What happened to being tied up in each other's dog leashes in the park? To the handsome stranger who picks up your scarf that you didn't notice you dropped on the street a couple steps back? To the secretive and seductive smiles from across the bar? Have all those things simply become fairy tales from days of yore?

If finding your partner in life has been reduced to the simplicity of buying a pair of shoes on, then maybe I really should give up on love all together.

But I refuse to believe that's true. In order to keep my sanity, I have to believe that people can still meet by chance on the street or anywhere and have a real, true connection. Not through wifi or bluetooth, but flesh and blood. I have to believe that you can still feel sparks when your hand lightly brushes the hand of another. That sometimes it doesn't make sense if you were to look at it on paper, but somehow, some way, you both just know it's right. Human connection is so much more than words, pictures, likes and favorites. It's about chemistry and warm, breathing, blood pumping reality.

We can't lose that. And I will try to hang onto it as long as I can.

Saturday, June 9, 2012

Blog: The Jane Austen Guide to Dating...for the boys...

Last week's blog seemed to resonate with some of you, dear readers. Surprisingly though, it got quite a larger response from the male population. Not so much to say “Hey good point. Maybe I should stop my Wickham or Collins behaving ways.” as “...Why not write one for men?”

Why not indeed? Well on the one hand, Pride and Prejudice was written primarily from Elizabeth's perspective, so we are seeing all the characters from a woman's point of view. Also, being a woman myself, it's difficult for me to communicate how the various women in Pride and Prejudice would be seen from a male perspective. But on the other hand, who doesn't like a challenge? Gentlemen, I welcome your commentary. Please take your chance to weigh in on this, because I'm very curious about this from a male's point of view.

Due to the number of female characters, there are quite a few types to explore. But let's start with the sweet.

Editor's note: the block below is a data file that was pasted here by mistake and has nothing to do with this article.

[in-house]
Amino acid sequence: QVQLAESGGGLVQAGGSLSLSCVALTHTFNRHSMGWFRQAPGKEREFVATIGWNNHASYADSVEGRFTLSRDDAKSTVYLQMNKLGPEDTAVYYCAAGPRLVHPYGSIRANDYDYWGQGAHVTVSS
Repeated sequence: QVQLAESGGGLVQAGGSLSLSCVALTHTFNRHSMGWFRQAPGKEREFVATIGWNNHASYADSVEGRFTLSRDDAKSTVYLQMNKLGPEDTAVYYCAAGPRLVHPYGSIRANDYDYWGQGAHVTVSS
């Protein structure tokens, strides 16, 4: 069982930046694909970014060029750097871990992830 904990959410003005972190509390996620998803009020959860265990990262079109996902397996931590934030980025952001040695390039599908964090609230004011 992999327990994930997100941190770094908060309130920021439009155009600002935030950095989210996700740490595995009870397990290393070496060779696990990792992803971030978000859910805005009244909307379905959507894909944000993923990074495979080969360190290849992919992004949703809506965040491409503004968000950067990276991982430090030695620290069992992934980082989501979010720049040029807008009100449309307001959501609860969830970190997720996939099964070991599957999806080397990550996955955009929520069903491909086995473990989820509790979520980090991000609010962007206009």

The Jane Bennett. Sweet, pretty, kind, and at times demure. She's the girl next door. The girl you take home to Mom. The girl most guys probably want to end up with. She is genuinely nice and rarely thinks ill of anyone. In fact, if you tell her about that jerk of an upstart at work who is competing with you for that promotion, she'll probably try to get you to see all the good qualities he possesses. After all, he probably wants that promotion just as much as you do, and you can't blame him for doing what he can to get it. Isn't that what you're doing as well? She will go along with anything you suggest, regardless of how she really feels about it. Rather stay at home to watch the big game instead of going to the ballet you somehow got tickets for? Just say the word and you'll be on that Laz-E-Boy in no time with a beer. She'll just be...knitting or something. A Jane is perfect for your work parties. A well mannered and charming piece of arm candy who will delight your boss and get along perfectly with his wife.

But, dear gentlemen, have you spotted the problem yet in your dream girl? She will never let you know how she truly feels about something, for fear of offending or upsetting you or someone else. In fact, when you're in the process of flirting and dating, you may not even know if she's that into you or not. She smiles and has pleasant conversations with everyone that she meets. So how do you know if it's you that she really wants to be with?

But an even tempered person like a Jane has their limits as well. Since she doesn't actively express her opinion, you have to be a bit more sensitive and empathetic with her. While you know she'll say yes to you staying home and watching the game, do you think that's what she really wants? Do you think that will make her happy? Or will it come back to bite you ten fold years down the road when age has chipped away at that glossy, sweet demeanor?

Staying within the Bennett family, we have the Lydia. Flirty, loud, and fun. Your typical party girl. She's the one dancing on the bar in a mini skirt. The one who stays out into the wee hours of the night at the bar or club. She'll keep you thoroughly entertained throughout the evening with her funny remarks and endless stories...if she's not making eyes at the rest of your friends, of course. At the end of the night, she'll go home with you and the next morning, she'll still be there, probably demanding that you make her breakfast. For the next week, she will text and call you constantly, maybe even show up at your house or at your work if you don't respond. To surprise you. Every time she comes over, she leaves a little something there until she gets that coveted “drawer”. And then somehow you've given her an extra key...and then she's practically living there...and....hinting at a ring now?! How did that happen?!

The problem with the Lydia is that she ropes you in with her vivacity and humor. She's fun and receptive. She won't look away shyly when you make eye contact with her like a Jane would, or snub you like a Caroline would. She is, to be blunt, easy. What's not easy is getting rid of her. She wants it all, and very quickly. In fact, she probably doesn't really care about you all that much. She just wants to be able to run back to her friends and tell them all about how you guys are practically living together. How great and perfect you are together. And how she should be getting a huge shiny rock on her finger any day now. So, you end it with her to stop things from moving much faster than they should, and then you have to deal with the tearful calls and fits at your door. But just give it a little time and she'll be on to the next.